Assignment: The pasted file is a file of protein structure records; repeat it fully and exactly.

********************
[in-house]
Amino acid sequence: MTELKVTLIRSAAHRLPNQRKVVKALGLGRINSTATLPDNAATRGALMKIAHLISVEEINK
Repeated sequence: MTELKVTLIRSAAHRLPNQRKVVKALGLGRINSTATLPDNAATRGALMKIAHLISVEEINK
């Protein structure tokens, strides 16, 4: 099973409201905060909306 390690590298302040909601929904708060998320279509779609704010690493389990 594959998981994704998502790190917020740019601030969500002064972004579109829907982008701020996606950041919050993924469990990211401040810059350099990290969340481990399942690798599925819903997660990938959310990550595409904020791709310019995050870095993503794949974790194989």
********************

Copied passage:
[in-house]
Amino acid sequence: MTELKVTLIRSAAHRLPNQRKVVKALGLGRINSTATLPDNAATRGALMKIAHLISVEEINK
Repeated sequence: MTELKVTLIRSAAHRLPNQRKVVKALGLGRINSTATLPDNAATRGALMKIAHLISVEEINK
């Protein structure tokens, strides 16, 4: 099973409201905060909306 390690590298302040909601929904708060998320279509779609704010690493389990 594959998981994704998502790190917020740019601030969500002064972004579109829907982008701020996606950041919050993924469990990211401040810059350099990290969340481990399942690798599925819903997660990938959310990550595409904020791709310019995050870095993503794949974790194989």